This article originally appeared at The Sirius Report on October 12, 2017. -- JWS
Initially, Russian financial authorities regarded money issued by non-state approved institutions as illegal and could be used to launder money. However, given that the Russian Finance Minister Anton Siluanov stated last month that the authorities had to accept that virtual currencies existed and that there was no sense in banning them but a need to regulate them, it was believed that Russia’s stance towards cryptocurrencies had changed. In addition the Finance Ministry was also working on a law including registration of those willing to buy virtual currencies.
However, the aforementioned comments by Shvetsov appeared to suggest that Russia was now backing away from the cryptocurrency arena. Afterall Shvetsov also acknowledged that the Russian central bank saw rising interest in cryptocurrencies because of the high returns to date but that they had transformed into high-yielding assets from being a method of payment. He also stated that his department believed that for both Russian citizens and businesses alike, the usage of such cryptocurrencies as an investment carried unreasonably high risks.
However when we analyse the comments made by Putin in Sochi, the reality of Russia’s position on cryptocurrencies becomes very different.
Putin acknowledged that cryptocurrencies were becoming more popular and turning into a full-fledged payment instrument and an investment asset in certain countries. However he also stated that they carry serious risks in that they can be potentially used for laundering criminal proceeds, evading taxes, for financing terrorism as well as potential fraudulent schemes whereby citizens may become victims. There is no doubt that these assertions, in some context at least, are perfectly reasonable but it was the next statements which clearly laid out Russia’s future position on cryptocurrencies.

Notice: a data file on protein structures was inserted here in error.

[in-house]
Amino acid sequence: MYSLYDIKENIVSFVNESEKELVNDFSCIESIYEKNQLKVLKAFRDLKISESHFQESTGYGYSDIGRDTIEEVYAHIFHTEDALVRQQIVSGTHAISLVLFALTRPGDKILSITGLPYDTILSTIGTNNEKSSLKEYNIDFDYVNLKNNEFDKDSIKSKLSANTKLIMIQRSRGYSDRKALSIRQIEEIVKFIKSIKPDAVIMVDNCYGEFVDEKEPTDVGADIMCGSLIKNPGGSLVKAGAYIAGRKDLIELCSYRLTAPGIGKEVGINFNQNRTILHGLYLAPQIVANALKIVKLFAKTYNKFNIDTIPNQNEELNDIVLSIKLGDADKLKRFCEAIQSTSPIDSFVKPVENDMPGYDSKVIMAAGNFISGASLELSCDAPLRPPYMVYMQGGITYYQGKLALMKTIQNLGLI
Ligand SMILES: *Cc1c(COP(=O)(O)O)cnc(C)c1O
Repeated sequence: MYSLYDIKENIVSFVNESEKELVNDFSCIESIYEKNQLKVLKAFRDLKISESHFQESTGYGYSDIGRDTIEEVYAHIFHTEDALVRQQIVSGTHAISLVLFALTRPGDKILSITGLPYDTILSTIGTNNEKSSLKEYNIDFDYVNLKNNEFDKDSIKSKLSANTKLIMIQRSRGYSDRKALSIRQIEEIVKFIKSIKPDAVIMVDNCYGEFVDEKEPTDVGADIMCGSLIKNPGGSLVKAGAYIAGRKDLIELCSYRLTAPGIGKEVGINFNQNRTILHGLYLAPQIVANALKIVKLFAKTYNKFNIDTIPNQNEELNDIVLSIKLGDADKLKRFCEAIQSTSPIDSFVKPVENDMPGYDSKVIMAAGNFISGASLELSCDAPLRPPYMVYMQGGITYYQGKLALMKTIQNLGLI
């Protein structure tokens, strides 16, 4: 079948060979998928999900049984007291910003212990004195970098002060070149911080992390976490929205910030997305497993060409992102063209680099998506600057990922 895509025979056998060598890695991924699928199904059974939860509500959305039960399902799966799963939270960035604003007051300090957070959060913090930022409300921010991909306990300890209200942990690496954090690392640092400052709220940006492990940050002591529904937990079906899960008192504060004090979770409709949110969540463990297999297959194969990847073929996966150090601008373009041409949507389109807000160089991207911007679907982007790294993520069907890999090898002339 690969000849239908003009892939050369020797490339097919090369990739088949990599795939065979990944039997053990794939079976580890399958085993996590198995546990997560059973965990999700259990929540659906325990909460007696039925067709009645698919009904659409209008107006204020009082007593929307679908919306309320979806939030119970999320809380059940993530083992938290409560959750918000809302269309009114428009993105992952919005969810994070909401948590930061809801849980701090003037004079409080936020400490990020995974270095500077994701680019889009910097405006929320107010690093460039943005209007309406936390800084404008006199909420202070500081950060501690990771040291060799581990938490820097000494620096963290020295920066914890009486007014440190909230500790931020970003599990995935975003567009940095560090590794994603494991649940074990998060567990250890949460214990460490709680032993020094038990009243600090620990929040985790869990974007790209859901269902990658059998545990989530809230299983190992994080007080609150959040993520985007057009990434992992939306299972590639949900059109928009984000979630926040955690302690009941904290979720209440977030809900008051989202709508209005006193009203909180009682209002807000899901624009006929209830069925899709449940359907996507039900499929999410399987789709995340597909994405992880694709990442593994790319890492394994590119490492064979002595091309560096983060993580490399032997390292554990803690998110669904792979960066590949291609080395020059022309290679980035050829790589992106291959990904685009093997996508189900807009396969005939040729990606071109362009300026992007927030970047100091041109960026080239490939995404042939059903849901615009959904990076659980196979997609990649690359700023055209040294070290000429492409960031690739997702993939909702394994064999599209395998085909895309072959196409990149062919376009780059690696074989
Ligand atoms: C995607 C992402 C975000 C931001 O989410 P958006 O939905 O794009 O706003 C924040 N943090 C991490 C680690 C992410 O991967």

The fact that Putin stated that the circulation of cryptocurrencies should proceed in Russia taking advantage of new technology solutions in the banking sphere whilst avoiding the creation of unnecessary barriers to inhibit further growth and the improvement of the national financial system, spoke volumes.
Putin also asserted that there was a need to develop a regulatory system on the basis of international agreements that would protect the interests of the people, businesses and the government. In addition there should be the provision of legal guarantees for work within the scope of innovative financial instruments.
Whilst many will disagree with Putin’s assertions about the need for an international regulatory system to be implemented for cryptocurrencies and Russia’s intention to outlaw exchanges, this does not mean that Russia is averse to cryptocurrencies. The reality is that this could not be further from the truth as Russia is already developing its own asset-backed cryptocurrency and remains committed to its future adoption on the international stage.
The fact that Moscow is so risk averse to current cryptocurrencies and platforms is something which should not be dismissed so lightly and regarded as a typical knee-jerk government reaction to something which is decentralised. There is no doubt that cryptocurrencies and blockchain have a very bright future as Russia acknowledges and seeks to take advantage of what might be termed the second generation of virtual currencies.